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Solr Configuration Best Practices and Troubleshooting Tips

Configuration Best Practices

(Straying from these recommendations is the root cause of 90% of issues)

Hardware

  • Provide as much memory as you can afford
  • Use SSDs if possible
    • If using mechanical disks, setup at least 4 volumes with a set of dedicated heads for each: OS, commit log, SSTables, Solr data 
    • If using SSDs you can choose either RAID0 or JBOD
  • Additional cores are helpful because it will increase query/indexing throughput

Hardware/Cluster Sizing

  1. Setup DSE with Solr enabled
  2. Create a CF with the proposed schema and configurations
  3. Load one thousand mock/sample records
  4. Get the index size for the Solr core: http://localhost:8983/solr/admin/cores?action=STATUS&memory=true
  5. Extrapolate from those numbers the index size for the expected total record count

Example

If your index size is 1GB, and you expect one million records then your index size will be 1000GB. Your cluster must be large enough so that the total cluster memory is large enough to cache the total index size, and hot dataset, subtracting for the JVM heap and OS overhead. Assume 1GB of memory for the OS and 14 GB of memory for the JVM heap, or an overhead of 15GB.

Sizing Equation

((Nodes * Memory Per Node) - (15GB * Nodes)) / (Index Size * (Expected Rows / 1000))

  • If the value is less than 1 then you can expect problems. You won’t have enough memory to cache the index, let alone cache the rows. Every query will hit the disk multiple times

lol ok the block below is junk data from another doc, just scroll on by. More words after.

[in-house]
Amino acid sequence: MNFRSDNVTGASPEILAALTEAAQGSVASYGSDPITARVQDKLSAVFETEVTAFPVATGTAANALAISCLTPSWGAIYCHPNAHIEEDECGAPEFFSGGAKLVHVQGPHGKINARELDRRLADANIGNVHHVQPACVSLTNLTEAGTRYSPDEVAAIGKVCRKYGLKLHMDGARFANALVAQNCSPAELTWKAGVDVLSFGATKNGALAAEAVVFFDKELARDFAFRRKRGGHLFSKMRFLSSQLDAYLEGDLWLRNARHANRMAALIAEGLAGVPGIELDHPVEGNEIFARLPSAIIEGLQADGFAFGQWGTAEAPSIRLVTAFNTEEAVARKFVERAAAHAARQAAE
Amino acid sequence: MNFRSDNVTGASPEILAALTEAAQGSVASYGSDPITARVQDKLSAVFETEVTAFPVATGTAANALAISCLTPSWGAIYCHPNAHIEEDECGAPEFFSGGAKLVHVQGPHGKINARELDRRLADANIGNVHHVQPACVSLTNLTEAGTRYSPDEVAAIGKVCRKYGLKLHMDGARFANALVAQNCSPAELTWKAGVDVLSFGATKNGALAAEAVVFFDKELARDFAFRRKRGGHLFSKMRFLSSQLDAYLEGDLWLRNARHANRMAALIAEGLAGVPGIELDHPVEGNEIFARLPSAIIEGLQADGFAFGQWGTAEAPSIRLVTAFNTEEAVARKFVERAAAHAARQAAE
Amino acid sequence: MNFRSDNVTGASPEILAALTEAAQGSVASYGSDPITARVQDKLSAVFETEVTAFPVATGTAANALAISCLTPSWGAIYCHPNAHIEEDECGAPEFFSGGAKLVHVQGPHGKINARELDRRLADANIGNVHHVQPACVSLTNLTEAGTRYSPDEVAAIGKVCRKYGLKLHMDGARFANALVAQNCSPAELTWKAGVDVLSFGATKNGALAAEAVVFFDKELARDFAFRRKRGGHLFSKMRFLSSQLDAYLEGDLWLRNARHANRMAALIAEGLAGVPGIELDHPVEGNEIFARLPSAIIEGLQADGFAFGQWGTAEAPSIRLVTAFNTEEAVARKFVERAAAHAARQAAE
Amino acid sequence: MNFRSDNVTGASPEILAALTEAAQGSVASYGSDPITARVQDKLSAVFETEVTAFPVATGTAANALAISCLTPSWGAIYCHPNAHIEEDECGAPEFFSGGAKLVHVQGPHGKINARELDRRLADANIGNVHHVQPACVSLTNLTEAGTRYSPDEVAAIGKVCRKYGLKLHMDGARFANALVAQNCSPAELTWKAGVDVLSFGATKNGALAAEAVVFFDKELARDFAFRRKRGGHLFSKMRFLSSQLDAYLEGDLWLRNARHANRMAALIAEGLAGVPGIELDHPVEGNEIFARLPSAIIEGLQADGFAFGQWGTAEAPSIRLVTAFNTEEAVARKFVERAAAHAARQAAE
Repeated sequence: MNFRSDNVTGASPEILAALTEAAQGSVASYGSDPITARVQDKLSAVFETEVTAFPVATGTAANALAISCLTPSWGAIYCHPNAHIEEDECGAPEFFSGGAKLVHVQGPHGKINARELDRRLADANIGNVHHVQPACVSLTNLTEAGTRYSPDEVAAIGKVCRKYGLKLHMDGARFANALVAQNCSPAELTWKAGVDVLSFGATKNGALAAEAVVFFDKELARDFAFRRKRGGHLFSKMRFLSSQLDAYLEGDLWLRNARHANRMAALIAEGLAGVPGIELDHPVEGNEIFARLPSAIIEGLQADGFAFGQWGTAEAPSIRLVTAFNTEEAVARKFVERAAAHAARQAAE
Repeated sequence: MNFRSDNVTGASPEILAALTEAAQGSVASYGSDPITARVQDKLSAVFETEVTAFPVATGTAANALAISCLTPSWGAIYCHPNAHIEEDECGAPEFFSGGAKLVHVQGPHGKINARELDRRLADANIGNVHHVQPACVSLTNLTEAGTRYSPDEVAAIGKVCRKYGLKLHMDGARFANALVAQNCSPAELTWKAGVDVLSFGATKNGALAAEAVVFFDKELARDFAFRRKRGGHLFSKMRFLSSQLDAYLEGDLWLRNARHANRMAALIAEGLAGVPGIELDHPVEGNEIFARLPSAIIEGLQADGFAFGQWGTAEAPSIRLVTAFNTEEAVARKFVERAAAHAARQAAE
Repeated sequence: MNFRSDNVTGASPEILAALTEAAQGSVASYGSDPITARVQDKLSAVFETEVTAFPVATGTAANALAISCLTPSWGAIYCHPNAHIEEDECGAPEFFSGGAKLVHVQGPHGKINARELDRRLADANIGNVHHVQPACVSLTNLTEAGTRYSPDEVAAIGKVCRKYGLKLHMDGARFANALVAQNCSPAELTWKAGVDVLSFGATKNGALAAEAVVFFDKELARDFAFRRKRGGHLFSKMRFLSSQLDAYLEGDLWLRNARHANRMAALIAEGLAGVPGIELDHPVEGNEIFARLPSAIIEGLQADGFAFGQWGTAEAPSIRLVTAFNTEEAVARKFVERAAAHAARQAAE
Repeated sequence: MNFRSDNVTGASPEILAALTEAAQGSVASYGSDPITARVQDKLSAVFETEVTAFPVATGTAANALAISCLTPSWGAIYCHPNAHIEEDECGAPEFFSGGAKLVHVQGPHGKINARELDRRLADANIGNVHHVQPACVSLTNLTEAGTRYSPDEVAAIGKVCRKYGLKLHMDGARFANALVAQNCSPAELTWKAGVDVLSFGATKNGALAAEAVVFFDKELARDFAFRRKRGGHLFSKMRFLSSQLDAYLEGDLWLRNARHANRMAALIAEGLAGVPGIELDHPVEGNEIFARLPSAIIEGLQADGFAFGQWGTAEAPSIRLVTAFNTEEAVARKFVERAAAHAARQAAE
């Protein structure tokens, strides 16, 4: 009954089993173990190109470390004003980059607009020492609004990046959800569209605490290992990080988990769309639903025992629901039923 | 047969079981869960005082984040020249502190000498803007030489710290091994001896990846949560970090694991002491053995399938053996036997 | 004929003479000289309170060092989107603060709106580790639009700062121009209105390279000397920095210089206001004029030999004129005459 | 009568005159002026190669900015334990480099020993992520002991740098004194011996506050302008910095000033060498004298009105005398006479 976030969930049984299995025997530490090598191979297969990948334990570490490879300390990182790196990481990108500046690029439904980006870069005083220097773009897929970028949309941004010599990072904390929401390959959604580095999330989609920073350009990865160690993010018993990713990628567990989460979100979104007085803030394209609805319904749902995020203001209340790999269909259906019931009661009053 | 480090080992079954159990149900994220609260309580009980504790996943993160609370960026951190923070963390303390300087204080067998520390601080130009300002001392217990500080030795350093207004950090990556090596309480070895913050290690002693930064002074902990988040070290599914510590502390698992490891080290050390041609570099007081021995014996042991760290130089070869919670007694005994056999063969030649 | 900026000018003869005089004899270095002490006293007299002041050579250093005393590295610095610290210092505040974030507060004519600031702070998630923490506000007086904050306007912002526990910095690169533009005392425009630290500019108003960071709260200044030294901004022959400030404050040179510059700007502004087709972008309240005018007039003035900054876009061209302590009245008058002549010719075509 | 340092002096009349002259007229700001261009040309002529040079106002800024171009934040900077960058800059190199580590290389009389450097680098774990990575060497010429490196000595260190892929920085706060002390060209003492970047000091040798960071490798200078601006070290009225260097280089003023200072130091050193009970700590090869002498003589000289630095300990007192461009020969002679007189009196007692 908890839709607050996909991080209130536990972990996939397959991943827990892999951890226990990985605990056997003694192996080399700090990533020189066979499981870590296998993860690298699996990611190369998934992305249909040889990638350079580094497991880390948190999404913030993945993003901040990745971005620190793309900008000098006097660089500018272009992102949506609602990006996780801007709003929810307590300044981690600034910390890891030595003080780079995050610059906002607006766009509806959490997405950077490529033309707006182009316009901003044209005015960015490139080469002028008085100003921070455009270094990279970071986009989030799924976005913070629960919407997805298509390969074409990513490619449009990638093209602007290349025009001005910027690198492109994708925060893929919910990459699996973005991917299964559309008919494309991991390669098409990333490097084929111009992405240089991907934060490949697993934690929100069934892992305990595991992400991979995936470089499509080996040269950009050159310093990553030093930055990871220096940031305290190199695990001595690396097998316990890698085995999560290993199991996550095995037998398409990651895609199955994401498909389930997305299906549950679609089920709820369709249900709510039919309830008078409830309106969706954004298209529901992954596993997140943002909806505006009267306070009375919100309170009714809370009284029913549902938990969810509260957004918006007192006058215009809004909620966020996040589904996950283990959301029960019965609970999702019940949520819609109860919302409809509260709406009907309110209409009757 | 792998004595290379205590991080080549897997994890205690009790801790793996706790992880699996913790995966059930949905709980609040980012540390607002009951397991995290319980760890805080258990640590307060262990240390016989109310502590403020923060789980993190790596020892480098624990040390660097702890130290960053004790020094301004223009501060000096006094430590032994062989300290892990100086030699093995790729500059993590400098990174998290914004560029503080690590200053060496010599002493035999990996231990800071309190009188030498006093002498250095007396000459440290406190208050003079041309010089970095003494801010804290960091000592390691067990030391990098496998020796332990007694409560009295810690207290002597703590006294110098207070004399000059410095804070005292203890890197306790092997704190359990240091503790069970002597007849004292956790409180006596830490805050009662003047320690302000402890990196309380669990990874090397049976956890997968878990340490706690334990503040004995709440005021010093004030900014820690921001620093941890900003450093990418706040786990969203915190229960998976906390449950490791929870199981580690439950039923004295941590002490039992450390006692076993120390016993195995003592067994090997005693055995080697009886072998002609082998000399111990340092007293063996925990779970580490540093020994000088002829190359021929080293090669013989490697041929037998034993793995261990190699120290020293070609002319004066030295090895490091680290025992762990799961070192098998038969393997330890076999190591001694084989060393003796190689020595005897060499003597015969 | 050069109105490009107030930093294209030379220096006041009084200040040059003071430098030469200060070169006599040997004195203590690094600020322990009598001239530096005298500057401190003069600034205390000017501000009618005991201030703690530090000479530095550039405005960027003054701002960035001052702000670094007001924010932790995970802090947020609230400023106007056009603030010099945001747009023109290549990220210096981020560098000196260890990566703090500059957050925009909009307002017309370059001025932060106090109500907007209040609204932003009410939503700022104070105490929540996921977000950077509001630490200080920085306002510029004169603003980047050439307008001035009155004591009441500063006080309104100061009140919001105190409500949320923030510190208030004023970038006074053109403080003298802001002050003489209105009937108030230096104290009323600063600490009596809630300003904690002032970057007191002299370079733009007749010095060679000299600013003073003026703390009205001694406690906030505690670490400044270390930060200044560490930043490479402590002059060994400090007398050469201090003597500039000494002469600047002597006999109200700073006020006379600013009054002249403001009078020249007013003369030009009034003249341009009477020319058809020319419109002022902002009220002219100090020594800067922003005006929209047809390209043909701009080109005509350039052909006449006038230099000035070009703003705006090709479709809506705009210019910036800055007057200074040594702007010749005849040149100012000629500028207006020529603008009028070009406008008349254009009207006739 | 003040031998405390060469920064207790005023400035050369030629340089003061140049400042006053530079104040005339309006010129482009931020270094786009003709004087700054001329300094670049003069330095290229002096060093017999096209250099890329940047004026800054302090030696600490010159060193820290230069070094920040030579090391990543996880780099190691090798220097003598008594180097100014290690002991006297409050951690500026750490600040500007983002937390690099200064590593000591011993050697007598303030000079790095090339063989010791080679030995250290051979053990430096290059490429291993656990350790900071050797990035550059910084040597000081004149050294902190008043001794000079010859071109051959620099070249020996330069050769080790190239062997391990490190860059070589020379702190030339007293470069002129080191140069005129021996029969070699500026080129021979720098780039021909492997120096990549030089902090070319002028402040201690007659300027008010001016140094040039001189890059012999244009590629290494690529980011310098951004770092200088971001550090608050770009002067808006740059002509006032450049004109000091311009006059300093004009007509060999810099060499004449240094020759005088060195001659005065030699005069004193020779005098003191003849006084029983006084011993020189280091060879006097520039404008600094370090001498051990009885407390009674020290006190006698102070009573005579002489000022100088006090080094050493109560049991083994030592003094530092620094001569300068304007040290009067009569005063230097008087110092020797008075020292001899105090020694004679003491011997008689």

JVM Heap

  • Set the heap to 14G
  • Set the new heap to 100mb per core with a max of 800mb

Row Cache & Key Cache

  • Disable the row cache
  • Leave the key cache at default values unless load testing dictates otherwise


SolrConfig.xml Recommendations (See attached example)

Soft Commit Threshold

  • Set the soft autocommit max time to 10s. This is the maximum amount of time between a document being inserted and it entering the queue to be indexed. Only after it’s been indexed will the document become visible to queries
  • If you can tolerate a larger value feel free to increase
  • This is one of the most effective knobs you have

Filter Cache

  • DSE 3.1 uses a custom per-segment filter implementation which uses the filter cache
  • The filter cache is the only meaningful cache, all others should be disabled
  • Start with a filter cache setting of 256; 512 is often too big for a 14G heap and will cause GC pressure
  • Don’t enable auto warming unless you have frequently used filters

Document and Query Cache

  • Document and query result caches are disabled. They were flushed with every soft commit so they were mostly useless except for read-only use cases

Merge Factor

  • Merge factor of 10. This is a good compromise value, for read only use cases you might lower this value to 5 or 2, for write heavy or balanced use cases leave it at 10

Lucene Version

  • Set the Lucene version to the most recent version supported by the release
  • If this value is changed the index should be rebuilt

DSE Type Mapping

  • Set the type mapping to the most recent version supported by the release
  • If this value is changed the Solr metadata must be removed from the CF, and Solr must be re-enabled
  • Don’t ever change this value if at all possible

Schema.xml Recommendations

The guide to the Solr schema can be found here. There is too much to cover in this document, instead we're going to focus on tips and tricks.

Schema Version

  • The schema version is defined in the root node of the XML document 
  • Avoid specifying a schema version if possible